The record number comes from a peace deal between South Sudan’s warring sides that was agreed nine months ago, ending five years of conflict said to have plunged two million people into near starvation. Despite the emergence of the original two million figure, a famine was never declared. The situation was attributed to food shortages made worse by delayed rainfall and the conflict itself, that killed more than 400,000 people.
The shocking new number was revealed in a report by three UN agencies.
Hsiao-Wei Lee, of the World Food Programme (WFP), said: “Every year, hunger reaches new and unprecedented levels in South Sudan with millions of people unsure where their next meal will come from, particularly at this time of the year when hunger peaks from May to July.”
The Integrated Food Security Phase Classification (IPC) is the body the rates worldwide hunger on a scale of one to five.
The WFP, the Food and Agriculture Organisation (FAO) and the UN children’s fund (UNICEF) said about 1.8million residents in South Sudan were at “emergency” or level four on the hunger scale.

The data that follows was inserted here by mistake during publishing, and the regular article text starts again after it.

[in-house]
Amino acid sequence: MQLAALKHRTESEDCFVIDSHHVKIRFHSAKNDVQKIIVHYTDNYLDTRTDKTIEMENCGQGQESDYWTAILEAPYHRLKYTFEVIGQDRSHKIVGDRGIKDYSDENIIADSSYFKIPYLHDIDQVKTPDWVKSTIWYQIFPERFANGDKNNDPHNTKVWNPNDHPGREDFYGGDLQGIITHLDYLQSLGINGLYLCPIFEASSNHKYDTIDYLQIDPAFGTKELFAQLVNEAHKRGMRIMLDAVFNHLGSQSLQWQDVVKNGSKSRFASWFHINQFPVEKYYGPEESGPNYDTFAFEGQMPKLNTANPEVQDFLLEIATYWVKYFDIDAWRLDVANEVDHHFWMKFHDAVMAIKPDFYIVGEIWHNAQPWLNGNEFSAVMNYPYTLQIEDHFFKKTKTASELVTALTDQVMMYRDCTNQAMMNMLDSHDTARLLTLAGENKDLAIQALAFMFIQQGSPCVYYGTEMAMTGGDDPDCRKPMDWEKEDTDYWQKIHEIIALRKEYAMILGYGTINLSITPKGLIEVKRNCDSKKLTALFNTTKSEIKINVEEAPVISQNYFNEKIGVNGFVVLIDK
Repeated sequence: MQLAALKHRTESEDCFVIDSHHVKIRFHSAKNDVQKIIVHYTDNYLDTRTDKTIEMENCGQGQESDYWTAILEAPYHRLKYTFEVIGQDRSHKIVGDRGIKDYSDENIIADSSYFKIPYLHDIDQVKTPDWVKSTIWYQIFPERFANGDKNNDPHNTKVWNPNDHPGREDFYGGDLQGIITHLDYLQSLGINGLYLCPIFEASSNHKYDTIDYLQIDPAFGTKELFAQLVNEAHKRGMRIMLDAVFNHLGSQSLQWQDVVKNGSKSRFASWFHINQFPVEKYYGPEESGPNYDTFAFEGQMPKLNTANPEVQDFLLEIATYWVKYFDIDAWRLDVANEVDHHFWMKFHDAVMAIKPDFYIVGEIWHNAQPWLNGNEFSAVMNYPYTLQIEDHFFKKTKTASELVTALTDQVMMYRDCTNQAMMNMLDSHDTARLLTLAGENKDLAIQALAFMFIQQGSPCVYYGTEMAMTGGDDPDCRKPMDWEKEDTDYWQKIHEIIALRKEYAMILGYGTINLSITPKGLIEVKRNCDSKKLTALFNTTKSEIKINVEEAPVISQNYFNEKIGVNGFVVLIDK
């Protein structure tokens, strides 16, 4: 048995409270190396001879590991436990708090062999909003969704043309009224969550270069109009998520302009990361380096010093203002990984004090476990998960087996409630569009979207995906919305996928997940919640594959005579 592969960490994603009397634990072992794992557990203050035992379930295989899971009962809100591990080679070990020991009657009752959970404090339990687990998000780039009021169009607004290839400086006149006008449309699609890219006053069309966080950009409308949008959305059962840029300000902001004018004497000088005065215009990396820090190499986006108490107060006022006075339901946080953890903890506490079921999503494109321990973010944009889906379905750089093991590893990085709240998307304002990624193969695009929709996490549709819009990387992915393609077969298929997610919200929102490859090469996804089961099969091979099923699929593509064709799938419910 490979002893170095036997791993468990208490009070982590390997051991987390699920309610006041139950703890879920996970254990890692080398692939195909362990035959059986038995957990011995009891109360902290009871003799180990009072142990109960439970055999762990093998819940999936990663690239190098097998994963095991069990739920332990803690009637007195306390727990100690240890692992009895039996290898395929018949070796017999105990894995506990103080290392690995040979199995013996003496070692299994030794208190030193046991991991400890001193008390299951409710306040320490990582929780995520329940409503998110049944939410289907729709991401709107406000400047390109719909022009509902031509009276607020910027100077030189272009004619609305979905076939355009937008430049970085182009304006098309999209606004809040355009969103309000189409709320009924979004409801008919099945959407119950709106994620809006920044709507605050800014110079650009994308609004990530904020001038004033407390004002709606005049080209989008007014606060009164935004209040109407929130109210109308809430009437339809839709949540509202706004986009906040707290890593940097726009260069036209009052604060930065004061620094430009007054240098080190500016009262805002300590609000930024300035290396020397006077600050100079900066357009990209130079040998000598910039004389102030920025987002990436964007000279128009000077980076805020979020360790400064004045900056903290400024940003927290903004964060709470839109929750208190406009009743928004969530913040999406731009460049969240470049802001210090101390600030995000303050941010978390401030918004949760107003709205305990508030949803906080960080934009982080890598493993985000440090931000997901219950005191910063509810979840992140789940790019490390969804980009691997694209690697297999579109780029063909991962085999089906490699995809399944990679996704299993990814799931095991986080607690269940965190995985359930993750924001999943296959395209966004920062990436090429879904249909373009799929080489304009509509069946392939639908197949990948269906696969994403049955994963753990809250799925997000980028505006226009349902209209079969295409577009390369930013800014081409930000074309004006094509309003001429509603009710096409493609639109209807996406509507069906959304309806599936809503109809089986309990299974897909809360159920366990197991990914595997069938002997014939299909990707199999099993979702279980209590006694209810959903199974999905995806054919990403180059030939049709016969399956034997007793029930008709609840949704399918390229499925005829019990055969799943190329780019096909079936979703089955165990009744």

This means there are large gaps between meals, acute malnutrition and excess deaths.
Up to five million people are having to skip meals altogether.
It was estimated that 6.1 million people were facing hunger at the start of 2019.
It now stands at 6.9million, which works out at 61 percent of the population of South Sudan.
Under the IPC system, level five is officially classified as “catastrophe” and when such conditions apply to 20 percent of the population, it is typically closed as a famine.
In 2017 South Sudan declared a “man-made” famine, which stopped the country from meeting the typical requirements for a traditional famine.
According to the report, at that time two million people are dependent on food aid.
The agencies said in a statement that the annual lean season “started early following record low stocks from the poor 2018 harvest and has been further extended by the delayed onset of 2019 seasonal rains”.
Mohamed Ag Ayoya, UNICEF’s representative in South Sudan, added: “With greater stability in the country, access to those in need has improved, allowing us to treat more than 100,000 children suffering from severe malnutrition in the first five months of the year, with more than 90 percent of those children recovering.
“But malnutrition levels remain critical in many areas and our fear is that the situation could worsen in the coming months.”
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